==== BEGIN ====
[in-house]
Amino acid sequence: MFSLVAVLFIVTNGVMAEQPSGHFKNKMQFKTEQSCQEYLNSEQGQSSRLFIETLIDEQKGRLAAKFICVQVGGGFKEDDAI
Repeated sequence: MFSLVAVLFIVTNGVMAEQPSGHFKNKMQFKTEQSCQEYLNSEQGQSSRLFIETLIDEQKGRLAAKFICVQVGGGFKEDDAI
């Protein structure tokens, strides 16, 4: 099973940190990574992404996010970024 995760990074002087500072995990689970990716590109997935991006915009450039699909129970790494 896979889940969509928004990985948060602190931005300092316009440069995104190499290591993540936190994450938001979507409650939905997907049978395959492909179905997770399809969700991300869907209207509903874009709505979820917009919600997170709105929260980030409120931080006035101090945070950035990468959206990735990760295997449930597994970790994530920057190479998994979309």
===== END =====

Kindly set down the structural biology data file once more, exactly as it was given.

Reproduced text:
[in-house]
Amino acid sequence: MFSLVAVLFIVTNGVMAEQPSGHFKNKMQFKTEQSCQEYLNSEQGQSSRLFIETLIDEQKGRLAAKFICVQVGGGFKEDDAI
Repeated sequence: MFSLVAVLFIVTNGVMAEQPSGHFKNKMQFKTEQSCQEYLNSEQGQSSRLFIETLIDEQKGRLAAKFICVQVGGGFKEDDAI
């Protein structure tokens, strides 16, 4: 099973940190990574992404996010970024 995760990074002087500072995990689970990716590109997935991006915009450039699909129970790494 896979889940969509928004990985948060602190931005300092316009440069995104190499290591993540936190994450938001979507409650939905997907049978395959492909179905997770399809969700991300869907209207509903874009709505979820917009919600997170709105929260980030409120931080006035101090945070950035990468959206990735990760295997449930597994970790994530920057190479998994979309």